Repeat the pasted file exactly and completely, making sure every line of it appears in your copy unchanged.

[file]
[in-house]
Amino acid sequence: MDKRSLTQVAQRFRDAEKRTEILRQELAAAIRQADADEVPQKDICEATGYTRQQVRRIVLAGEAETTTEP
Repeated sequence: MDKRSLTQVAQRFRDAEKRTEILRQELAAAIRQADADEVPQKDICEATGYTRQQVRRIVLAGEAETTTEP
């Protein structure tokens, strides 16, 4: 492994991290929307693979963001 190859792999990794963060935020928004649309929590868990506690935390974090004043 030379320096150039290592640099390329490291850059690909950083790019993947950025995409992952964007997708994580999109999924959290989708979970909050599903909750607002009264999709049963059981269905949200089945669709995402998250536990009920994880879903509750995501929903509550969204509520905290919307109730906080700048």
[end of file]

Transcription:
[in-house]
Amino acid sequence: MDKRSLTQVAQRFRDAEKRTEILRQELAAAIRQADADEVPQKDICEATGYTRQQVRRIVLAGEAETTTEP
Repeated sequence: MDKRSLTQVAQRFRDAEKRTEILRQELAAAIRQADADEVPQKDICEATGYTRQQVRRIVLAGEAETTTEP
């Protein structure tokens, strides 16, 4: 492994991290929307693979963001 190859792999990794963060935020928004649309929590868990506690935390974090004043 030379320096150039290592640099390329490291850059690909950083790019993947950025995409992952964007997708994580999109999924959290989708979970909050599903909750607002009264999709049963059981269905949200089945669709995402998250536990009920994880879903509750995501929903509550969204509520905290919307109730906080700048």